In this wide-ranging interview on the admissions process at Dartmouth’s Tuck School of Business, Luke Anthony Peña shares a little about his transition to Tuck from Stanford Graduate School of Business (GSB). Peña came to Tuck just over a year ago, after working for several years in admissions at Stanford, where he also obtained his own MBA.
With Tuck’s application for the Class of 2021 live as of this morning, Peña’s interview comes at just the right time, providing valuable insight into the school, its culture, and its recently revamped admissions process. For one, he helps explain the applicant-initiated interview that sets Tuck apart from the majority of its peer schools—including exactly how applicants can take full advantage of it.
Of course, we couldn’t resist asking him a little about his transition from Palo Alto to Hanover. He allowed that the weather was indeed a big shift, but he was otherwise deliberate to avoid direct comparisons of the two schools, stressing that they are very different places.
Though a newcomer, Peña is clearly quite taken with Tuck, including its New Hampshire location. If you’re considering business schools in both large cities and more remote locations, have a listen to his pitch for small town Hanover.
Later in this episode, Peña begins to provide a comprehensive overview of recent changes in the school’s admissions process, including several shifts designed to make it more transparent and applicant friendly. One such change involved eliminating its former November round, which helped streamline the overall process and decrease applicants’ wait time for decisions.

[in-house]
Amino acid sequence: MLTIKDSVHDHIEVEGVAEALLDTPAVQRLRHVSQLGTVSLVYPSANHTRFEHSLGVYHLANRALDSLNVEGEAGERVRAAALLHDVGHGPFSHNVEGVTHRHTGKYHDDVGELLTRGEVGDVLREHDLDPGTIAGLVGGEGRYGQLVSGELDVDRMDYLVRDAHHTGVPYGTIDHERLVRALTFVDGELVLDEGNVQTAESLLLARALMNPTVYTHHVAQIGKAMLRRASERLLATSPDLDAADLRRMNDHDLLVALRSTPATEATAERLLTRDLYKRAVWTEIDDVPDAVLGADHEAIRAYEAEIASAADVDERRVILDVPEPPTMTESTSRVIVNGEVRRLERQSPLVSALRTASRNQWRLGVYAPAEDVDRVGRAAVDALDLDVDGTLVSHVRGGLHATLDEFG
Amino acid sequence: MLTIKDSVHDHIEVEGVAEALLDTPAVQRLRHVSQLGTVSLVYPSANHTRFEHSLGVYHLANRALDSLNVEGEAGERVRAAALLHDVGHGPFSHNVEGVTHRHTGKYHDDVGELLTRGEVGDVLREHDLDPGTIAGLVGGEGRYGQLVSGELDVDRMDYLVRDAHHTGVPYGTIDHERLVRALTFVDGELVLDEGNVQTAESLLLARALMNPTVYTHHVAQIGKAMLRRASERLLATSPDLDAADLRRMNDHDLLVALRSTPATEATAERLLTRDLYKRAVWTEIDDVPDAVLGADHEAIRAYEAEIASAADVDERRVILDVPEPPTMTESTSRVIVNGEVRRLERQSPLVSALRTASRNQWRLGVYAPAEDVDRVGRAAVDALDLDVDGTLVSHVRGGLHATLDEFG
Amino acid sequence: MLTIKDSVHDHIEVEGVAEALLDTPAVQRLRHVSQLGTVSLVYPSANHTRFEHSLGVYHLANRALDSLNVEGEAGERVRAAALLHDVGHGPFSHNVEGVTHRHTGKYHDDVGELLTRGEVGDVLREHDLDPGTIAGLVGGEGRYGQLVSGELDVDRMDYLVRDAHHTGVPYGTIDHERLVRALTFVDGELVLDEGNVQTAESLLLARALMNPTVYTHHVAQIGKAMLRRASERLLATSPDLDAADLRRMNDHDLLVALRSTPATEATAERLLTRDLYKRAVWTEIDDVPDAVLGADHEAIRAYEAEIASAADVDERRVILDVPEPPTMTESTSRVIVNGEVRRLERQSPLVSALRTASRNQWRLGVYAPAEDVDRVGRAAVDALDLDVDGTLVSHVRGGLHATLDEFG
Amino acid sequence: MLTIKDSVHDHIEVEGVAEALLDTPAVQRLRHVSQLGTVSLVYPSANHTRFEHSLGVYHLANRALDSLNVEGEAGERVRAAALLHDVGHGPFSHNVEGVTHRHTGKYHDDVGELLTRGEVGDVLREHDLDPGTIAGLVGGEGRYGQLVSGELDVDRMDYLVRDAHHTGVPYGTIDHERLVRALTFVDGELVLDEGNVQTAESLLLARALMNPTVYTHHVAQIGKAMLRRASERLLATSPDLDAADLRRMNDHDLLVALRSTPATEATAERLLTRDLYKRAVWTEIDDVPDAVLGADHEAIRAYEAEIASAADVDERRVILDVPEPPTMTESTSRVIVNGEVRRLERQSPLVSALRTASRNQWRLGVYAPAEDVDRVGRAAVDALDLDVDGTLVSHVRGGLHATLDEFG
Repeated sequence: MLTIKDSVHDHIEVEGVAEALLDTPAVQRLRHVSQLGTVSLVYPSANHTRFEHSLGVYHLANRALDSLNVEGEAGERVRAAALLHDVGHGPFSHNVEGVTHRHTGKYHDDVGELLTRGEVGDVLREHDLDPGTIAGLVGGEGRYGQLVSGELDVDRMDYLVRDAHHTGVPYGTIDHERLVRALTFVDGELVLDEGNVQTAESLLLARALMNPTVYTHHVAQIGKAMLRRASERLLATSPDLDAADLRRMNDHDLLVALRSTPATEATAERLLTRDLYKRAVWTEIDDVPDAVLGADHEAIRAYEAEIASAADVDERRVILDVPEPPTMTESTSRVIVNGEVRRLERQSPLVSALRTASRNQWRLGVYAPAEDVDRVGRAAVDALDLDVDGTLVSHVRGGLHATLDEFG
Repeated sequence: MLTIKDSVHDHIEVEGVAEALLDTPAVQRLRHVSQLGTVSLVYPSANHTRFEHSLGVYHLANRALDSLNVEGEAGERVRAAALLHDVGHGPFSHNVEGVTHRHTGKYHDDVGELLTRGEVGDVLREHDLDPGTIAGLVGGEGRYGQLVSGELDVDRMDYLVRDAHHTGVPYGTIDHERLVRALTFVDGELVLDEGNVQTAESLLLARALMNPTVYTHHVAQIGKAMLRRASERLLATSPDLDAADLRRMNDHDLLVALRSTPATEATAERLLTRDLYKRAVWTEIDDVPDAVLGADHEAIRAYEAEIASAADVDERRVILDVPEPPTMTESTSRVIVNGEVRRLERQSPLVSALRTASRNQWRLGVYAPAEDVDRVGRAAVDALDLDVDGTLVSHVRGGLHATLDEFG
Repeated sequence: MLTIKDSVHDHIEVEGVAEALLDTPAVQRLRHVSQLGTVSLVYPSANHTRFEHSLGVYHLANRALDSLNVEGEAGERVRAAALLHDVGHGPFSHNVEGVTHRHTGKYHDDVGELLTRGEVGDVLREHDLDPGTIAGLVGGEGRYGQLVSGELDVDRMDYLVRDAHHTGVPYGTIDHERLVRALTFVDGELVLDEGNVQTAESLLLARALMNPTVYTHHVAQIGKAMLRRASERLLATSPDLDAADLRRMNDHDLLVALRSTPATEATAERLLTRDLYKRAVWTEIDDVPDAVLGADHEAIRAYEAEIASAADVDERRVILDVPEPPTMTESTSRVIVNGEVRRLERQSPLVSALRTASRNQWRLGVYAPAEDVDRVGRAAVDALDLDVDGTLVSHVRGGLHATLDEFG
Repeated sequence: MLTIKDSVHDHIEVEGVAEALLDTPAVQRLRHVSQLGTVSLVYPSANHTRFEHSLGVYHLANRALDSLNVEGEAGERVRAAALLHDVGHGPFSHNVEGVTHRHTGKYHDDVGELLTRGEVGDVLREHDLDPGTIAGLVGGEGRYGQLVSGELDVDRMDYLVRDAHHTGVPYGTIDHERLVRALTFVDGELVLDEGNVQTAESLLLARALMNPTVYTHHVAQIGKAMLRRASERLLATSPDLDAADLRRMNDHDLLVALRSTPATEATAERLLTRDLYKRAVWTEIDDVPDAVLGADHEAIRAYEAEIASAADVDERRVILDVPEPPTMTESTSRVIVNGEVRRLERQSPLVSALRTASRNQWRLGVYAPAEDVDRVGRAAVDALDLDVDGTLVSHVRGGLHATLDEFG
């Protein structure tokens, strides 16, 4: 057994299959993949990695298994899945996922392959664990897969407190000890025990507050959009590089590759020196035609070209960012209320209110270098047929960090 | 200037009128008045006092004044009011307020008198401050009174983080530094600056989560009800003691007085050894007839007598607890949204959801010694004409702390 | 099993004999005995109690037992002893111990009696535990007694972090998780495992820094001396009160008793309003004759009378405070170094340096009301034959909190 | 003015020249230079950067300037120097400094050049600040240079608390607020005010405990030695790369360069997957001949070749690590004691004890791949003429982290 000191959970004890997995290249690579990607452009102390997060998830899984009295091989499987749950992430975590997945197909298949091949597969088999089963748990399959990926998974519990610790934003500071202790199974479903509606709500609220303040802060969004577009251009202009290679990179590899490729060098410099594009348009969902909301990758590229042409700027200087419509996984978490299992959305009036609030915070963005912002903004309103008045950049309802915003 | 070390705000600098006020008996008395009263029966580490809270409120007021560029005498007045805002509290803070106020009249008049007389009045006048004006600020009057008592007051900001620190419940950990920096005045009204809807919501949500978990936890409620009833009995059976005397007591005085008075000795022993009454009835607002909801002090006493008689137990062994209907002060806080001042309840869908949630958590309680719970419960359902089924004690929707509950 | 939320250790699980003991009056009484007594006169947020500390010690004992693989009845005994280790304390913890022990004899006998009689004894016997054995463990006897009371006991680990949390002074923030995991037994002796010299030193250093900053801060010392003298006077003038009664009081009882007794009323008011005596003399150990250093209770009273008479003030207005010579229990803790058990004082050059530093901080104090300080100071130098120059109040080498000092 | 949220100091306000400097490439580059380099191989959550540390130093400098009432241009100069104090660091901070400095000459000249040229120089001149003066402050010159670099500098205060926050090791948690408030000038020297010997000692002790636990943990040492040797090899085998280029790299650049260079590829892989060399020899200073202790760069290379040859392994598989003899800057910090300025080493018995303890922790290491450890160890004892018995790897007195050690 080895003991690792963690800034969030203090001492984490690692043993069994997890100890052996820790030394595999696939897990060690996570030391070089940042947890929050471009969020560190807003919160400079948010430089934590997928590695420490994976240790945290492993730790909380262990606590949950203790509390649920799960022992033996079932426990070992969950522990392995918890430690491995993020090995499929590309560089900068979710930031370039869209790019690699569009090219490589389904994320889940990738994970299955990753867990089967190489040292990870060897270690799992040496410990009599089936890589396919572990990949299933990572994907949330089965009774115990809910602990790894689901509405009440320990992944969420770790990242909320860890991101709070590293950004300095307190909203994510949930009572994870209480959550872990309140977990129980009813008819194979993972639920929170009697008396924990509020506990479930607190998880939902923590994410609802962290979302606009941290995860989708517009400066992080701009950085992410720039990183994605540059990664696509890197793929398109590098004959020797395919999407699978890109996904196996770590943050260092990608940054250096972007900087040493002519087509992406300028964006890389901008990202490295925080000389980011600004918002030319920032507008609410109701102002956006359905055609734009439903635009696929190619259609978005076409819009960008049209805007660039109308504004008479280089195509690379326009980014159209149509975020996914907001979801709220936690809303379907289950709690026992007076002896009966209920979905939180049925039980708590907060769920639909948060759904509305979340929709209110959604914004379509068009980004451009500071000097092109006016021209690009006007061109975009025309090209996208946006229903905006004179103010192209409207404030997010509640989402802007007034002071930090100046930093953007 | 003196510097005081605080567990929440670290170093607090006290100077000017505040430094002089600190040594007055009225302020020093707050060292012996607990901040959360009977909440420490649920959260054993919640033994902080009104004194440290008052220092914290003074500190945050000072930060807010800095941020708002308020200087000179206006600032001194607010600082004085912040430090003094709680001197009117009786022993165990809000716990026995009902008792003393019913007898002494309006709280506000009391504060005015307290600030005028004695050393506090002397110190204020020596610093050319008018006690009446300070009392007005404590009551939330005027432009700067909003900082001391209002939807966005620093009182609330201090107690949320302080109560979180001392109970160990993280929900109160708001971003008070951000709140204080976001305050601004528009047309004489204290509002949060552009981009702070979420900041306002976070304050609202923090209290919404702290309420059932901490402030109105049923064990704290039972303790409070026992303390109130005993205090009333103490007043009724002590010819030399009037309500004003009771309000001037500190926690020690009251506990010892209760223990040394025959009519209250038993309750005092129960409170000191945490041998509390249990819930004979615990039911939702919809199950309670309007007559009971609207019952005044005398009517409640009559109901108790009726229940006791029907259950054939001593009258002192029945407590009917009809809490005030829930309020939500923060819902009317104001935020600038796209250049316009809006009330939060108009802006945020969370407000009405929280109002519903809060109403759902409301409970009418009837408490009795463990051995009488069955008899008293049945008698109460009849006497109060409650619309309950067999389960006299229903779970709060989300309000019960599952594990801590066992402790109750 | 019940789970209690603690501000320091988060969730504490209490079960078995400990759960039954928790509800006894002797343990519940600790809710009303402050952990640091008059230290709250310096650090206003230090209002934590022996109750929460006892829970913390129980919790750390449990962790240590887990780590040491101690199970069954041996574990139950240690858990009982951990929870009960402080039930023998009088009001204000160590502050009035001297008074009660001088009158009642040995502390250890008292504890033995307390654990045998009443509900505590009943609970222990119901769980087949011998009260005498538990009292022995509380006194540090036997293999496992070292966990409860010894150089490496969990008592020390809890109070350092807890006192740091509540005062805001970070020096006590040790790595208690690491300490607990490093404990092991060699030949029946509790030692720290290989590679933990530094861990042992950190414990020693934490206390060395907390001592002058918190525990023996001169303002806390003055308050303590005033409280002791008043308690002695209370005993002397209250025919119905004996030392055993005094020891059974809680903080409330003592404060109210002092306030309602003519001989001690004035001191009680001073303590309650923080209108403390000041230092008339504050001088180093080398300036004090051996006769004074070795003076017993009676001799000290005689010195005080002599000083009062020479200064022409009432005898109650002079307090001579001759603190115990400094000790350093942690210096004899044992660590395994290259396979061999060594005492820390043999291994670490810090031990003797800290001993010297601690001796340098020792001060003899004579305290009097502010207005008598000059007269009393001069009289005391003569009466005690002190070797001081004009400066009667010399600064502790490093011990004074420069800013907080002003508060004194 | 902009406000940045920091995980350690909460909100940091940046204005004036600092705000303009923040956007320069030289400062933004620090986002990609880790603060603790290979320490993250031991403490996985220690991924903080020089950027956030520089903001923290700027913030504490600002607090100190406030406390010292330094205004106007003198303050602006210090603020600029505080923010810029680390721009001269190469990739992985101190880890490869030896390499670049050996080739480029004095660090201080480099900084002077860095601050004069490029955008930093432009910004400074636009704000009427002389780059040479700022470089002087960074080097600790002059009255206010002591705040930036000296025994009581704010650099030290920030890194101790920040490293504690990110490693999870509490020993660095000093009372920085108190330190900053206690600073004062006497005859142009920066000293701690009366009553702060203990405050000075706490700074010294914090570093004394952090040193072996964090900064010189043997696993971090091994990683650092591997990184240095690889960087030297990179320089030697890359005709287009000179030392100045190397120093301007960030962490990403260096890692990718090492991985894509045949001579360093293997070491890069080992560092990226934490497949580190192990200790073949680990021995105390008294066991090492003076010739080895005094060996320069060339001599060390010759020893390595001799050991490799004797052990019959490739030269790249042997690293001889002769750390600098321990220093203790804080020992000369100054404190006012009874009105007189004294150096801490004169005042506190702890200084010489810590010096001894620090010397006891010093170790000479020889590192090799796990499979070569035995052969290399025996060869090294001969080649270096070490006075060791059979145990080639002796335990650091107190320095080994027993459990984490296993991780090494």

Also part of an effort to simplify and streamline, Peña and his team decided to rethink the criteria they use to select Tuck’s incoming class. Beginning with the application that goes live this week, the school will now invite applicants to demonstrate the ways in which they are smart, nice, accomplished, and aware.
That’s it—simple and straightforward. Not only that, each application element maps directly to one or more of those four criteria, which Peña explains in detail in our conversation.
Peña was so generous with his time that we’ve decided to break the interview into two episodes. The second episode will air in this space in the coming weeks. Don’t miss that opportunity to hear him share valuable insights about the essays, the interview, and more. In the meantime, Part I of our interview with Peña is available here or iTunes.
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Like the episodes that preceded it, this episode was hosted by Editor-in-Chief Jeanette Brown and produced by Contributing Editor Jonathan Pfeffer. Clear Admit Co-Founder Graham Richmond also proved a capable sound engineer. Thanks to all of you who’ve been joining us! One more time: Ranking us in iTunes can help others find us, too, and subscribing means you’ll never miss a podcast.